The singer, who penned some of rock's greatest hits and remained on the cusp of mainstream success, died this Friday.
JJ Cale, the infamous songwriter and musician responsible for Eric Clapton’s After Midnight and Cocaine, died yesterday (Friday, July 26) at the old age of 74, Reuters reports. Cale, who had a respectable performing career himself, was best known for the songs he wrote for other people. Most notably, he worked with giants like Kansas, Lynyrd Skynyrd, Waylon Jennings, Randy Crawford, among others.
Born in Tulsa, Oklahoma in 1938, Cale moved out to Los Angeles to start a career in the music industry in 1964. Early on in his career, in the 1950s and 60s Cale aimed at solo stardom – first as Johnny Cale and later on as JJ Cale. He never managed to achieve mainstream success however, remaining something of a cult favorite throughout his career. For Cale, success came in a rather different form, when Eric Clapton performed his song After Midnight in 1969.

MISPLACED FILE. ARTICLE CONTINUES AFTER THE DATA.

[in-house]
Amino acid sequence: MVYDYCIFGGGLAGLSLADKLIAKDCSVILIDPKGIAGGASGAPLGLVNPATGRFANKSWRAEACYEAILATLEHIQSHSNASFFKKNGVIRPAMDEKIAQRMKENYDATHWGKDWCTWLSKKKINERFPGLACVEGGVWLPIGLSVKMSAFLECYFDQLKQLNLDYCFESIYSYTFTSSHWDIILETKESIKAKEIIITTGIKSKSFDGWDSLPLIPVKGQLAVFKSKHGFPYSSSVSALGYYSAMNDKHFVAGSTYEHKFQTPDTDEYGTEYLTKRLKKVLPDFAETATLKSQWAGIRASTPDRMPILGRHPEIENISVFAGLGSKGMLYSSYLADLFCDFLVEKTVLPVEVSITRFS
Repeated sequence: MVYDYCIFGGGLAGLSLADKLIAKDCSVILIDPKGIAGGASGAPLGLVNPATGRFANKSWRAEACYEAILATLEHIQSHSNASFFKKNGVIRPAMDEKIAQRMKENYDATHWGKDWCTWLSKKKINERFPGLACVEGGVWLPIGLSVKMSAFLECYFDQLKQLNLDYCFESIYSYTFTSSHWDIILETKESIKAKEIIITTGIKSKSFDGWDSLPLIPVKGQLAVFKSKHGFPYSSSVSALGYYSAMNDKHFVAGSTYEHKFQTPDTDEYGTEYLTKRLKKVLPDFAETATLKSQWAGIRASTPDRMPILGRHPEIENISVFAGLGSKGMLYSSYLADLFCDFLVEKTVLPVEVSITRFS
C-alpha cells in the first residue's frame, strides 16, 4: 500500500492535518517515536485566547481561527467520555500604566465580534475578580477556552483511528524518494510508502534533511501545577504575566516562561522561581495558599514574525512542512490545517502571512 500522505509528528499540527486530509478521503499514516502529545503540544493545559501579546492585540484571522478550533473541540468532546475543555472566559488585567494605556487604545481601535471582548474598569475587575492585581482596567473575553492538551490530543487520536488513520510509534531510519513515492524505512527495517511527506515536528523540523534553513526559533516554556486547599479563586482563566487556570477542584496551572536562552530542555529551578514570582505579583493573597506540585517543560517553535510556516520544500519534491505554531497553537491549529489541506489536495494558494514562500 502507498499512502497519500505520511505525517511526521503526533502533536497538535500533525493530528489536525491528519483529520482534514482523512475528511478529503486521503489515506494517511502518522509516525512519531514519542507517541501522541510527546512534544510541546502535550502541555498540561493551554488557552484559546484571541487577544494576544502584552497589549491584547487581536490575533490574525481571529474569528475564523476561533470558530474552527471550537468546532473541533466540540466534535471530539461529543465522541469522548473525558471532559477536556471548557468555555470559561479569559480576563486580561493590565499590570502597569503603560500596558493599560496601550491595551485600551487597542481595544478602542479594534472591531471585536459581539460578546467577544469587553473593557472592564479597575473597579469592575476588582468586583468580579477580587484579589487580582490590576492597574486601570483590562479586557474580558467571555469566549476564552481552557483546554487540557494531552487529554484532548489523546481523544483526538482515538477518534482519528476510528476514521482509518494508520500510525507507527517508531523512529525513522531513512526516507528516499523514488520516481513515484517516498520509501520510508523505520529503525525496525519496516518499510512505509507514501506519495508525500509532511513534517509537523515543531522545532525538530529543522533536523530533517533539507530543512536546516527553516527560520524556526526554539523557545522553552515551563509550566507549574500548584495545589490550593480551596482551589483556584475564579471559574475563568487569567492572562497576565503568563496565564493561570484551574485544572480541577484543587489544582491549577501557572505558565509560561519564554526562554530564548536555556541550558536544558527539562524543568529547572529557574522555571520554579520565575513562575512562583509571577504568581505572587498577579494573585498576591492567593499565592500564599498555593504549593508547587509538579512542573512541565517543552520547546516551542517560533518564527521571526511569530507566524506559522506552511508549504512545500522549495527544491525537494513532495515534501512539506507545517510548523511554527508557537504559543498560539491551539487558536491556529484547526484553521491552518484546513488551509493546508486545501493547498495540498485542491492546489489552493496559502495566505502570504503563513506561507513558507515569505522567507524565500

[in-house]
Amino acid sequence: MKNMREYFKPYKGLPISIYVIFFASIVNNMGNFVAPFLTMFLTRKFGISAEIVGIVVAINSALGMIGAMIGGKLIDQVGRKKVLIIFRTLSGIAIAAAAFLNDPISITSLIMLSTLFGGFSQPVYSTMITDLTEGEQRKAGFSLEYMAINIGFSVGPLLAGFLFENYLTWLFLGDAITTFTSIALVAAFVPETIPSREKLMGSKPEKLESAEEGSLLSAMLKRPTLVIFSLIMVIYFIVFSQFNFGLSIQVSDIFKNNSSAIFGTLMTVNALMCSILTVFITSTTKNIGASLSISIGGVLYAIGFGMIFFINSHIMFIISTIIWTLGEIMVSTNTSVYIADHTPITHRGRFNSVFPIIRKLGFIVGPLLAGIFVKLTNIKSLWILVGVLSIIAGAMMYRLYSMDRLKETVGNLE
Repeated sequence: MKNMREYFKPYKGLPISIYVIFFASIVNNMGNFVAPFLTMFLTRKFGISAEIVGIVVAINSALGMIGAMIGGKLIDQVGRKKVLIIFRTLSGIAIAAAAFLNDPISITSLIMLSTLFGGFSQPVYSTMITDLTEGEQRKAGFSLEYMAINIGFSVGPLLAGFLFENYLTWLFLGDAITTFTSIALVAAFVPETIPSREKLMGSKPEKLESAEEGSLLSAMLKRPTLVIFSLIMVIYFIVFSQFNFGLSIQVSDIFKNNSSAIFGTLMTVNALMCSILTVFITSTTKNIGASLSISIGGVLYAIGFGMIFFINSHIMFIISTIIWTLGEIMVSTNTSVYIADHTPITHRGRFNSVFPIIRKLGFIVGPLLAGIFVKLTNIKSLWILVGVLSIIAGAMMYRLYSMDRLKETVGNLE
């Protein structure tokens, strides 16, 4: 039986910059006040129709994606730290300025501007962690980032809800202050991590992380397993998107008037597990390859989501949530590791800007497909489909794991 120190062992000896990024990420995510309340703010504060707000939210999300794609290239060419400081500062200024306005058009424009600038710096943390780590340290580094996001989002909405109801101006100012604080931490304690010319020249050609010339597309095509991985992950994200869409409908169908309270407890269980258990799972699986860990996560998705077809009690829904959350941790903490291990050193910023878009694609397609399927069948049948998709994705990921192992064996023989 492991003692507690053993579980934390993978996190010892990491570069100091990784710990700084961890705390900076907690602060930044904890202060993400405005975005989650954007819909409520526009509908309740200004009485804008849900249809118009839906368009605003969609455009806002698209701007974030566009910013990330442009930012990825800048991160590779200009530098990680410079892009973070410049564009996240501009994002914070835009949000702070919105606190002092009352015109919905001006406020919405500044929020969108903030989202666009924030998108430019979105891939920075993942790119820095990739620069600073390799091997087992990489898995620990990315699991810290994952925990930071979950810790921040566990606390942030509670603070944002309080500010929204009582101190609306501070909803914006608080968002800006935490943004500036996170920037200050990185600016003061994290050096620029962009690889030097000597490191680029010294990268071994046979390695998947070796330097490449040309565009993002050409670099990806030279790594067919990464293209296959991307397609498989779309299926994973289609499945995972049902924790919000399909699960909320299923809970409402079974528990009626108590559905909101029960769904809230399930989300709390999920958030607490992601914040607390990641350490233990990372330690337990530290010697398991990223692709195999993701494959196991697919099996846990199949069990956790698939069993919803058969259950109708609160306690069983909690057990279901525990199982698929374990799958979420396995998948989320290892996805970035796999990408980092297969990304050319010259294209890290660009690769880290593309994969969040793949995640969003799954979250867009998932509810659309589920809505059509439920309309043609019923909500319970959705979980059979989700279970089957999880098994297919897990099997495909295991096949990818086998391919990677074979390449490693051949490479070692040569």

Cale's most frequent collaborator, on and off stage, was Eric Clapton.
While Cale did release a couple of singles in the late 1958s, it wasn’t until 1972 that he unleashed his first studio album on the world. The record was called Naturally and released to Shelter – the same label that Clapton was signed to. Cale then spent the better part of the 70s and 80s performing and recording with a number of different labels. As a solo artist, he has fourteen studio albums to his name.
JJ Cale died at Scripps Hospital in La Jolla, Calif. on Friday night after suffering a heart attack. No immediate funeral plans have been announced.
On the day of the sad announcement, JJ Cale's music deserves the spotlight.